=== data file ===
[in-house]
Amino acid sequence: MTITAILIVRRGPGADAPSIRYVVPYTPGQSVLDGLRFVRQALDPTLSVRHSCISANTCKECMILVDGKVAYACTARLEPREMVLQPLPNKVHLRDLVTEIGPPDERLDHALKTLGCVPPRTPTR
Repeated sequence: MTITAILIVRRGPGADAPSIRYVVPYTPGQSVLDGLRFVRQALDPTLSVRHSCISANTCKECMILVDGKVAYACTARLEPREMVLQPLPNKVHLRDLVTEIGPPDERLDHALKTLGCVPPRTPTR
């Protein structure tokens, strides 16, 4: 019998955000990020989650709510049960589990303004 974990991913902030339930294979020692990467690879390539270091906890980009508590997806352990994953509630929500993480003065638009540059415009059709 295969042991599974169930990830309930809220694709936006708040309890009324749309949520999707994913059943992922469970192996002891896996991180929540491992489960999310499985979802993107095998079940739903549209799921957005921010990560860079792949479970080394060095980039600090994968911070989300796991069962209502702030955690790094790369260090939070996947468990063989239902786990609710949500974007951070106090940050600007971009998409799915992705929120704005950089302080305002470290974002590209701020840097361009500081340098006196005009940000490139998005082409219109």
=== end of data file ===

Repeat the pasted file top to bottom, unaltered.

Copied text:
[in-house]
Amino acid sequence: MTITAILIVRRGPGADAPSIRYVVPYTPGQSVLDGLRFVRQALDPTLSVRHSCISANTCKECMILVDGKVAYACTARLEPREMVLQPLPNKVHLRDLVTEIGPPDERLDHALKTLGCVPPRTPTR
Repeated sequence: MTITAILIVRRGPGADAPSIRYVVPYTPGQSVLDGLRFVRQALDPTLSVRHSCISANTCKECMILVDGKVAYACTARLEPREMVLQPLPNKVHLRDLVTEIGPPDERLDHALKTLGCVPPRTPTR
């Protein structure tokens, strides 16, 4: 019998955000990020989650709510049960589990303004 974990991913902030339930294979020692990467690879390539270091906890980009508590997806352990994953509630929500993480003065638009540059415009059709 295969042991599974169930990830309930809220694709936006708040309890009324749309949520999707994913059943992922469970192996002891896996991180929540491992489960999310499985979802993107095998079940739903549209799921957005921010990560860079792949479970080394060095980039600090994968911070989300796991069962209502702030955690790094790369260090939070996947468990063989239902786990609710949500974007951070106090940050600007971009998409799915992705929120704005950089302080305002470290974002590209701020840097361009500081340098006196005009940000490139998005082409219109």